Combination of Electric Cells
Since the higher voltage can be obtained by combining a number of cells in series. So, when the positive terminal of one cell is joined with the negative terminal of the other cell, then the cells are said to be joined in series (as shown in figure given below). So, a battery can be defined as the group of cells joined together in the series, e.g. in a torch, the cells are placed one after the other. But in many devices, cells are not placed one after the other, e.g. in a TV remote control, the two cells are placed side by side (or parallel to each other) instead of single one. So, two or more cells connected in side by side manner are said to be joined in parallel. This combination is also known as battery.
If we combine two cells by keeping the positive terminal of one cell in contact with the positive terminal of the other cell or negative terminal of one cell in contact with the negative terminal of the other cell, then the battery obtained will not work.
The batteries which are used in cars, buses, trucks, inverters, etc., are also made of cells. There is a special feature of car battery is that its cells can be recharged. Ordinary cells, however, cannot be recharged.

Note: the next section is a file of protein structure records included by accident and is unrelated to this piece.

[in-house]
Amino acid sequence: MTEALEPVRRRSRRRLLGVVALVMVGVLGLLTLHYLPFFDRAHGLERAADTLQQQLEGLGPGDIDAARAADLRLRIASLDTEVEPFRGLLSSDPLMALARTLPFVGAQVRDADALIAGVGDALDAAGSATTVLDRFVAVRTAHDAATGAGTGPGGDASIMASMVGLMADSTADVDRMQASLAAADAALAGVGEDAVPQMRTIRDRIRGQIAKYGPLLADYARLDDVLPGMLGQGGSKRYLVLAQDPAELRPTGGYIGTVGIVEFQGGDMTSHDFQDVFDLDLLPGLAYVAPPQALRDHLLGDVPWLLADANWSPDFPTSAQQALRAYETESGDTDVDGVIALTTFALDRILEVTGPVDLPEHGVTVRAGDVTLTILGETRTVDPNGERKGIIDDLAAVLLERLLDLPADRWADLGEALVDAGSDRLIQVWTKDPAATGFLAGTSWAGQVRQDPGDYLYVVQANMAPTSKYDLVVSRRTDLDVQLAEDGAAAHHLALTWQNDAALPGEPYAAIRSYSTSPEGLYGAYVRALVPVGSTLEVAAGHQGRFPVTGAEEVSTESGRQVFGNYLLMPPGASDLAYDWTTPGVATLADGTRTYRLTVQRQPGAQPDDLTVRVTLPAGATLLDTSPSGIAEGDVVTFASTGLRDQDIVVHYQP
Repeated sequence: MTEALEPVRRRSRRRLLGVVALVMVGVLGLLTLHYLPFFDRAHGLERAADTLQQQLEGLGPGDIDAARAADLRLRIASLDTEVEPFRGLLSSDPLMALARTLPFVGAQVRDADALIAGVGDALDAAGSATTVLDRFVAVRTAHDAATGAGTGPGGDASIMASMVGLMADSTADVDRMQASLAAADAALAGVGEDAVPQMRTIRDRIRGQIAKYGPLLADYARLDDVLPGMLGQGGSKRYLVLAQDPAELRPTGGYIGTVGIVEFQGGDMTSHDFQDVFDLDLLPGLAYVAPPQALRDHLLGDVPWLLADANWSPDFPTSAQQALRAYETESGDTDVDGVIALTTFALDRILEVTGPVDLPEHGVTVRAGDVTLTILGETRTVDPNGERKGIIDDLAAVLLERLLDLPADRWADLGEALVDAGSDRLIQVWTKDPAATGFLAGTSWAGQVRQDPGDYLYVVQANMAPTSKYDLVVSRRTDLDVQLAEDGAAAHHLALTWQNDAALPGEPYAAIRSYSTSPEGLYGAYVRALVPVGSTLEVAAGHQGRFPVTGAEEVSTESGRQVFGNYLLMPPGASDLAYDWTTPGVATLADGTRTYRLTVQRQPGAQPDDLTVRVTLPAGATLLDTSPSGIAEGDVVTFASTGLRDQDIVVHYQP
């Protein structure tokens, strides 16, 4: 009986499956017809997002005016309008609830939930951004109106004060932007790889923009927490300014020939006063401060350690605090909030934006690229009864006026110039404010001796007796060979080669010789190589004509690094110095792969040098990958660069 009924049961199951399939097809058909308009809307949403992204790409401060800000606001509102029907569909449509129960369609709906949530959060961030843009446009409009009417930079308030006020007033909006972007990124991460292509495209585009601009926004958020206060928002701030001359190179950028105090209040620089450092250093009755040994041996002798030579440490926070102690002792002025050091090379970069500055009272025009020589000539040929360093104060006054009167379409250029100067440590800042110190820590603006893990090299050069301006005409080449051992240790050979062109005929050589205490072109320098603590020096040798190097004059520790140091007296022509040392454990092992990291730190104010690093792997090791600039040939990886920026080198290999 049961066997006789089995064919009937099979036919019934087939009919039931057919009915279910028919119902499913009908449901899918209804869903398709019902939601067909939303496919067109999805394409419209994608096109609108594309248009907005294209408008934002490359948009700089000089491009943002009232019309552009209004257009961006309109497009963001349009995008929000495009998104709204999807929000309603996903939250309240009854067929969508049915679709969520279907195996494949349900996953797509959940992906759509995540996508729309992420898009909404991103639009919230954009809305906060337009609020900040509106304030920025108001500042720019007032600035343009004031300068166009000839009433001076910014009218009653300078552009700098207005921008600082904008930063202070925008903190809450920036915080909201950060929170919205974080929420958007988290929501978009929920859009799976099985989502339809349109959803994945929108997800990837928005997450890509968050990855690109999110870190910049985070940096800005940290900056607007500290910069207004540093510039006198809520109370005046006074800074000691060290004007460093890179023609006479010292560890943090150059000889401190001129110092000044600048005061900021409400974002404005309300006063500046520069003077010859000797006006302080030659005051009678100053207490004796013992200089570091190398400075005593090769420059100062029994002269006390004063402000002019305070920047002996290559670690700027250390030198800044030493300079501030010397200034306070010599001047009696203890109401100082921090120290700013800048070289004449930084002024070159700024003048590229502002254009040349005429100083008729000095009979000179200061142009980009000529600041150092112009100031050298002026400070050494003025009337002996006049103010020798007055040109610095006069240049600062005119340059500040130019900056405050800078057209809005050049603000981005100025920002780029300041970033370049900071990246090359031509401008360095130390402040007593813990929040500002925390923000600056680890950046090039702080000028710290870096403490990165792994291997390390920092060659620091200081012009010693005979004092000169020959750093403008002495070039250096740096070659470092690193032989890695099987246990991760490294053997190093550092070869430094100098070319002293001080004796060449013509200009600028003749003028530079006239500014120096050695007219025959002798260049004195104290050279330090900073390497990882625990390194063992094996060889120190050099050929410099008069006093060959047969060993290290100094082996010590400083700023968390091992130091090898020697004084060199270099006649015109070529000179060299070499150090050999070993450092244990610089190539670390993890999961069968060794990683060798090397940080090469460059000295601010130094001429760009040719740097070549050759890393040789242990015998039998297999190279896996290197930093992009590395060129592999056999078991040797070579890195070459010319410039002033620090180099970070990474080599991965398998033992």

Connection of Cells/Battery
‘+’ and ‘-‘ symbols are printed in the battery in order to have an exact placement of the cells in their respective battery compartment.
- The switch or key can be placed anywhere in the circuit.
- The circuit is complete and it is said to be closed only when the switch is ON.
- The circuit is incomplete and it is said to be open, only when the switch is OFF.
There is a thin wire in the bulb, called filament which glows when an electric current passes through it. So, if the bulb gets fused, then its filament gets broken.
Note: Never touch a lighted electric bulb connected to the mains as it may be very hot and can damage your hands.
Heating Effect of Electric Current
Production of heat in an electric device due to the flow of electric current is called the heating effect of electric current. We have seen an electric heater used for cooking, an electric bulb or room heater. So, when these appliances are switched ON after connecting to the electric supply, then their elements become red hot and release the heat. This happens due to the heating effect of electric current.
The degree to which a material opposes the passage of current through itself is known as its resistance. Actually, when an electric current passes through a high resistance wire, the electric energy gets converted into heat energy and this heat energy heats up the wire.
All electrical heating devices consist of a coil of wire called an element. When these appliances are switched ON after connecting to the electric supply, then their elements become red hot and release the heat. There are some electric appliances such as immersion heaters, hotplates, irons, geysers, electric kettles, hair dryers, etc., which have elements inside them.
Factors on Which the Heating Effect of Current Depends
There are two factors on which the heating effect of current depends:
(i) Resistance of wire: Greater the resistance of a wire, greater will be the heat produced in it by a given